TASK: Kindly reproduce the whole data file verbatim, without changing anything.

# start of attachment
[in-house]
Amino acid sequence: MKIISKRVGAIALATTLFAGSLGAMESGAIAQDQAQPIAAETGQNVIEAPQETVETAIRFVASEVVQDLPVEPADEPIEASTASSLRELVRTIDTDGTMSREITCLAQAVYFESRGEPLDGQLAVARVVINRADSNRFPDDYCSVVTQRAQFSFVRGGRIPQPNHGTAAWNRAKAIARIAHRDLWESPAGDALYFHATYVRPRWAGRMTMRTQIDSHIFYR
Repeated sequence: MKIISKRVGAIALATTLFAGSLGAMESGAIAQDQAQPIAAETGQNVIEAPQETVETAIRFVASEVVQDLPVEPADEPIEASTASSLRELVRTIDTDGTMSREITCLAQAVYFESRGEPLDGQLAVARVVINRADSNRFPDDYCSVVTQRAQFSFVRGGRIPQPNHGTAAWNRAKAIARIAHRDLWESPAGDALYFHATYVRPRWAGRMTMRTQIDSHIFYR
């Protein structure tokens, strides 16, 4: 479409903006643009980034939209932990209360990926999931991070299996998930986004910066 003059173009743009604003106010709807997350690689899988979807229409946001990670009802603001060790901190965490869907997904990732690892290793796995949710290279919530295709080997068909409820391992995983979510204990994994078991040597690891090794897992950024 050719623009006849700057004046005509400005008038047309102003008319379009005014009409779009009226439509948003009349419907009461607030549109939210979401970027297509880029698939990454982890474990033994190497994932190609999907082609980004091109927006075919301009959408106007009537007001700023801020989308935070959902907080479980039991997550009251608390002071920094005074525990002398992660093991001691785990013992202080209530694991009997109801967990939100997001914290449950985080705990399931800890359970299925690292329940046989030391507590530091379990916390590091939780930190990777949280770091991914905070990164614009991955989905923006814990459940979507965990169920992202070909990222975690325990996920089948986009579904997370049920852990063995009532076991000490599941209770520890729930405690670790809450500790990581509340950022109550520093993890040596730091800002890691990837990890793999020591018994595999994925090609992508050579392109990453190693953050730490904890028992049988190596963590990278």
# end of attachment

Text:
[in-house]
Amino acid sequence: MKIISKRVGAIALATTLFAGSLGAMESGAIAQDQAQPIAAETGQNVIEAPQETVETAIRFVASEVVQDLPVEPADEPIEASTASSLRELVRTIDTDGTMSREITCLAQAVYFESRGEPLDGQLAVARVVINRADSNRFPDDYCSVVTQRAQFSFVRGGRIPQPNHGTAAWNRAKAIARIAHRDLWESPAGDALYFHATYVRPRWAGRMTMRTQIDSHIFYR
Repeated sequence: MKIISKRVGAIALATTLFAGSLGAMESGAIAQDQAQPIAAETGQNVIEAPQETVETAIRFVASEVVQDLPVEPADEPIEASTASSLRELVRTIDTDGTMSREITCLAQAVYFESRGEPLDGQLAVARVVINRADSNRFPDDYCSVVTQRAQFSFVRGGRIPQPNHGTAAWNRAKAIARIAHRDLWESPAGDALYFHATYVRPRWAGRMTMRTQIDSHIFYR
């Protein structure tokens, strides 16, 4: 479409903006643009980034939209932990209360990926999931991070299996998930986004910066 003059173009743009604003106010709807997350690689899988979807229409946001990670009802603001060790901190965490869907997904990732690892290793796995949710290279919530295709080997068909409820391992995983979510204990994994078991040597690891090794897992950024 050719623009006849700057004046005509400005008038047309102003008319379009005014009409779009009226439509948003009349419907009461607030549109939210979401970027297509880029698939990454982890474990033994190497994932190609999907082609980004091109927006075919301009959408106007009537007001700023801020989308935070959902907080479980039991997550009251608390002071920094005074525990002398992660093991001691785990013992202080209530694991009997109801967990939100997001914290449950985080705990399931800890359970299925690292329940046989030391507590530091379990916390590091939780930190990777949280770091991914905070990164614009991955989905923006814990459940979507965990169920992202070909990222975690325990996920089948986009579904997370049920852990063995009532076991000490599941209770520890729930405690670790809450500790990581509340950022109550520093993890040596730091800002890691990837990890793999020591018994595999994925090609992508050579392109990453190693953050730490904890028992049988190596963590990278």